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Determinants of Aggregate Demand in an Open Economy. Aggregate demand: The amount of a country’s goods and services demanded by households and firms throughout the world. D = C + I + G + CA Consumption demand C = C(Y d )

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determinants of aggregate demand in an open economy
Determinants of Aggregate Demand in an Open Economy
  • Aggregate demand: The amount of a country’s goods and services demanded by households and firms throughout the world.

D = C + I + G + CA

    • Consumption demand C = C(Yd)
      • The increase in consumption demand is less than the increase in the disposable income because part of the income increase is saved.
    • Investment demand I
    • Government demand G
    • Current account CA = EX – IM = CA(EP*/P,Yd)
determinants of aggregate demand in an open economy1
Determinants of Aggregate Demand in an Open Economy
  • Real Exchange Rate q = EP*/P
    • Increase in q  real depreciation increase in EX
      • Each unit of domestic output purchases fewer units of foreign output  foreigners get a better deal on our output  foreigners buy more of our exports  volume of EX up
    • Increase in q can raise or lowerIM and has an ambiguous effect on CA.

Volume effect: we buy fewer imports when q increases

Value effect: we pay more in real terms (in units of domestic product) for the imports we do buy when q increases

We assume that the volume effect of a real exchange rate change outweighs the value effect: q up  CA “improves”.

determinants of aggregate demand in an open economy2
Determinants of Aggregate Demand in an Open Economy

Factors Determining the Current Account

the equation of aggregate demand

Aggregate

demand, D

Aggregate demand function,

D(EP*/P, Y – T, I, G)

45°

Output (real income), Y

The Equation of Aggregate Demand

Aggregate Demand as a Function of Output

slide5

Aggregate

demand, D

Aggregate demand =

aggregate output, D = Y

Aggregate demand

3

1

D1

2

45°

Y2

Y1

Output, Y

Y3

Output market equilibrium in the short-run: The Keynesian Cross. Real output, Y, equals aggregate demand for domestic output:Y = D(EP*/P, Y – T, I, G)

output market equilibrium in the short run the dd schedule
Output Market Equilibrium in the Short Run: The DD Schedule

Output, the Exchange Rate, and Output Market Equilibrium

  • With P and P* fixed, depreciation makes foreign goods and services more expensive relative to domestic goods and services.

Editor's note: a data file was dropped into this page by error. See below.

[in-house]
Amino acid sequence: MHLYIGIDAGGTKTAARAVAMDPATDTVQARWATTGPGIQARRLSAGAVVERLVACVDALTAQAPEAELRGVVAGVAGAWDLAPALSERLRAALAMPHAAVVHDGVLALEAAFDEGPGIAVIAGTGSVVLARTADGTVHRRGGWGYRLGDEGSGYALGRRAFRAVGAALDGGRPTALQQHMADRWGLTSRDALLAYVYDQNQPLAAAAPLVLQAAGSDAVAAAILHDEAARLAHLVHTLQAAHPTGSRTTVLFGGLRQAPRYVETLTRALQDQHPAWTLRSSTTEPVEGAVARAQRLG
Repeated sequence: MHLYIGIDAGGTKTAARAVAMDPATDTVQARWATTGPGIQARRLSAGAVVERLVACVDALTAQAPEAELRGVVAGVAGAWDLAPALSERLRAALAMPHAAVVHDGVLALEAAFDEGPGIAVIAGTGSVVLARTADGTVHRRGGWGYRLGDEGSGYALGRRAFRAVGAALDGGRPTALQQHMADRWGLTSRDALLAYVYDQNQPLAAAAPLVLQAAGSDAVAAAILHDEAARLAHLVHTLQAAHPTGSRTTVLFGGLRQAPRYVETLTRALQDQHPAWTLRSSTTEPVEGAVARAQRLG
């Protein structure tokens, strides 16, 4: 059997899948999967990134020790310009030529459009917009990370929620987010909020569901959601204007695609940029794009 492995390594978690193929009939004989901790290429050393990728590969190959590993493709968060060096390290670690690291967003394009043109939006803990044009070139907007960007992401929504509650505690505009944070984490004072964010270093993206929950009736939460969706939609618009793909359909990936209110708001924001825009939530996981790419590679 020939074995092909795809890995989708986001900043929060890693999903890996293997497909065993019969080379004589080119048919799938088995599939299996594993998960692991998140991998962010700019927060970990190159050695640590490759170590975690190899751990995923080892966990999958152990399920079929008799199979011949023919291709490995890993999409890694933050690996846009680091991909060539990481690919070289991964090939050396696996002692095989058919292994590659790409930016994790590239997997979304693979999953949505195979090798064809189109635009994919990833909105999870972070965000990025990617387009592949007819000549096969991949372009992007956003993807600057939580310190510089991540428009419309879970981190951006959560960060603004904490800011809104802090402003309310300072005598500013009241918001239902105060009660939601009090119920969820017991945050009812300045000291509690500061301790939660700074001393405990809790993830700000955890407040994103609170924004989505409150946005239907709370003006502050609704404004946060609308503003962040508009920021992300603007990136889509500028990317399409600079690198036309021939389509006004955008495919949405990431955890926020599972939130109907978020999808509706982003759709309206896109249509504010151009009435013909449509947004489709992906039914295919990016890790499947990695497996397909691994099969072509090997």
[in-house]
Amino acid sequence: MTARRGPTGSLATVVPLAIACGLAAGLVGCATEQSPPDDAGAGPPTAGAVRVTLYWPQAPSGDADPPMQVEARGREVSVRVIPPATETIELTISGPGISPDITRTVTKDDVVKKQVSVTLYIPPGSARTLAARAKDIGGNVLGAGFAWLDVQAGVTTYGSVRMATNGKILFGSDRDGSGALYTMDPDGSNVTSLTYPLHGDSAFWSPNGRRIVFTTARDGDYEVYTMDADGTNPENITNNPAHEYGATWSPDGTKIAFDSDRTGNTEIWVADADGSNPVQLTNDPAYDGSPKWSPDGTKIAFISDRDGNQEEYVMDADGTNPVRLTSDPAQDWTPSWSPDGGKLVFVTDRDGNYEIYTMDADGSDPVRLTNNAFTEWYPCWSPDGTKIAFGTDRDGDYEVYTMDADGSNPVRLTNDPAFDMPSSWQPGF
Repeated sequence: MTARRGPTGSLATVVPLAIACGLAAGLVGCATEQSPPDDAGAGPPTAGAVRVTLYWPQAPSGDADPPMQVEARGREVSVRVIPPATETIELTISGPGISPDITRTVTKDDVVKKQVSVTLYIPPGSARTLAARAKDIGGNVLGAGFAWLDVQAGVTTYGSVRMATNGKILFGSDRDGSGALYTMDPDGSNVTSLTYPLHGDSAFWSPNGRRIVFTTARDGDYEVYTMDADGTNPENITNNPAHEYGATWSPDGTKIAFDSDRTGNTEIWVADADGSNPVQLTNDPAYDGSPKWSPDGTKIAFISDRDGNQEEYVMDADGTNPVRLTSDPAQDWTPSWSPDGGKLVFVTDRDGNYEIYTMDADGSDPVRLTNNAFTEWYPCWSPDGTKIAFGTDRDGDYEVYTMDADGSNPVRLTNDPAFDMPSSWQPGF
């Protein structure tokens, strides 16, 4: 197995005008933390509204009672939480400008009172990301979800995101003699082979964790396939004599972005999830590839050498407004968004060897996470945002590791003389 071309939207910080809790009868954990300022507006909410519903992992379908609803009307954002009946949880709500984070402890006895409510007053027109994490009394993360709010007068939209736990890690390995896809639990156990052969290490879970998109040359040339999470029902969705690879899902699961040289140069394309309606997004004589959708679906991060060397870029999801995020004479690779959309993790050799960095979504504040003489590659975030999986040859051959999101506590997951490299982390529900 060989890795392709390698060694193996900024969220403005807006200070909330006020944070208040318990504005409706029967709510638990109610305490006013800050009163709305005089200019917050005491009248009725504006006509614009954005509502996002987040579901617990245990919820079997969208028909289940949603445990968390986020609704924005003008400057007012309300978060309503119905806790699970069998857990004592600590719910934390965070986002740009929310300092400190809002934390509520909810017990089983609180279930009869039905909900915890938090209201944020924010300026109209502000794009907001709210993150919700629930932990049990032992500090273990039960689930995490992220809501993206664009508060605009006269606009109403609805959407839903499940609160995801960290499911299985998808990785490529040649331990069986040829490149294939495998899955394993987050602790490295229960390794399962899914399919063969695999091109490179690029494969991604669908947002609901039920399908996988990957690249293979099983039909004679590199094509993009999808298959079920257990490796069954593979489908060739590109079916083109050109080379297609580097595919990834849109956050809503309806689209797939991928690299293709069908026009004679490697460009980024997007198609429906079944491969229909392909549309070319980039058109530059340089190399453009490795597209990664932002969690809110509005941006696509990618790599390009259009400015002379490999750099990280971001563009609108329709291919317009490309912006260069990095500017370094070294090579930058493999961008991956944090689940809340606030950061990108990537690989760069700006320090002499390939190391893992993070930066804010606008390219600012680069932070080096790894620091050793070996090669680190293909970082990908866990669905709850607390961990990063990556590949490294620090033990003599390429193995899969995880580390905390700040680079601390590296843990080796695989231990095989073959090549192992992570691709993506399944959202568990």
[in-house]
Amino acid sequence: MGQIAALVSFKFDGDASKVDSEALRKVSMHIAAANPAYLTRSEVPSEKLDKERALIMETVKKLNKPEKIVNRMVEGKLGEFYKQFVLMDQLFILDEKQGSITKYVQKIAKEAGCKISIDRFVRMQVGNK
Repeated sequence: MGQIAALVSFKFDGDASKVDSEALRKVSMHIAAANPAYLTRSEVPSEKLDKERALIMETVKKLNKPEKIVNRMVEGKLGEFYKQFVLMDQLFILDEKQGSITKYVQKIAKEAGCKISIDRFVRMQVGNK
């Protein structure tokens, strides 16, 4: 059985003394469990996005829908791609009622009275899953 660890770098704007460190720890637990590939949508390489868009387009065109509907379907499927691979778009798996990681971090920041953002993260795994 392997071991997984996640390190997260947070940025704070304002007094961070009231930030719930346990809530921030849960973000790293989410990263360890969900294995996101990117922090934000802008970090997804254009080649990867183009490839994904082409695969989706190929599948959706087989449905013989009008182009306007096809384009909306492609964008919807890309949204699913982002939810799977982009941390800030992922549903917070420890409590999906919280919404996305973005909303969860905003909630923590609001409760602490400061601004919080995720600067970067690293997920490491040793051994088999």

• q up (real depreciation) upward shift in aggregate demand (D) expansion of output (Y).
    • q down  downward shift in D  Y down
output market equilibrium in the short run the dd schedule1

Aggregate

demand, D

D = Y

Currency

depreciates

Aggregate demand (E2)

2

Aggregate demand (E1)

1

45°

Y1

Output, Y

Y2

Output Market Equilibrium in the Short Run: The DD Schedule

Output Effect of a Currency Depreciation with Fixed Output Prices

slide8

Aggregate demand, D

D = Y

Aggregate demand (E2)

Aggregate demand (E1)

Y1

Y2

Output, Y

Exchange rate, E

DD

E2

2

E1

1

Output, Y

Y1

Y2

The DD Schedule: combinations of output and the exchange rate where output market is in short-run equilibrium (Y = D). DD slopes upward -- a rise in the exchange rate (depreciation) Y increases.

output market equilibrium in the short run the dd schedule2
Output Market Equilibrium in the Short Run: The DD Schedule
  • Factors that Shift the DD Schedule. Increases in
    • Government purchases  expansion  DD shifts out
    • Taxes  contraction  DD shifts in
    • Investment  expansion  DD shifts out
    • Domestic price levels contraction in CA DD shifts in
    • Foreign price levels  expansion in CA  DD shifts out
    • Domestic consumption  expansion  DD shifts out
    • Demand shift between foreign and domestic goods
  • A disturbance that raises (lowers) aggregate demand for domestic output shifts the DD schedule to the right (left).
output market equilibrium in the short run the dd schedule3

Aggregate demand, D

D = Y

Government

spending rises

D(E0P*/P, Y – T, I, G2)

D(E0P*/P, Y – T, I, G1)

Y1

Y2

Output, Y

Exchange rate, E

DD1

DD2

1

2

E0

Output, Y

Y1

Y2

Output Market Equilibrium in the Short Run: The DD Schedule

Government Demand and the Position of the DD Schedule

Aggregate demand curves

slide11

AA Schedule: combinations of exchange rate and output that are consistent with asset market equilibrium (the domestic money market and the foreign exchange market).

Foreign exchange market equilibrium (interest rate parity):

R = R* + (Ee – E)/E

where: Ee is the expected future exchange rate

R is the interest rate on domestic currency deposits

R* is the interest rate on foreign currency deposits

Money Market equilibrium

Ms/P = L(R, Y)

slide12

Exchange Rate, E

Foreign

exchange

market

2\'

E2

Domestic interest

rate, R

0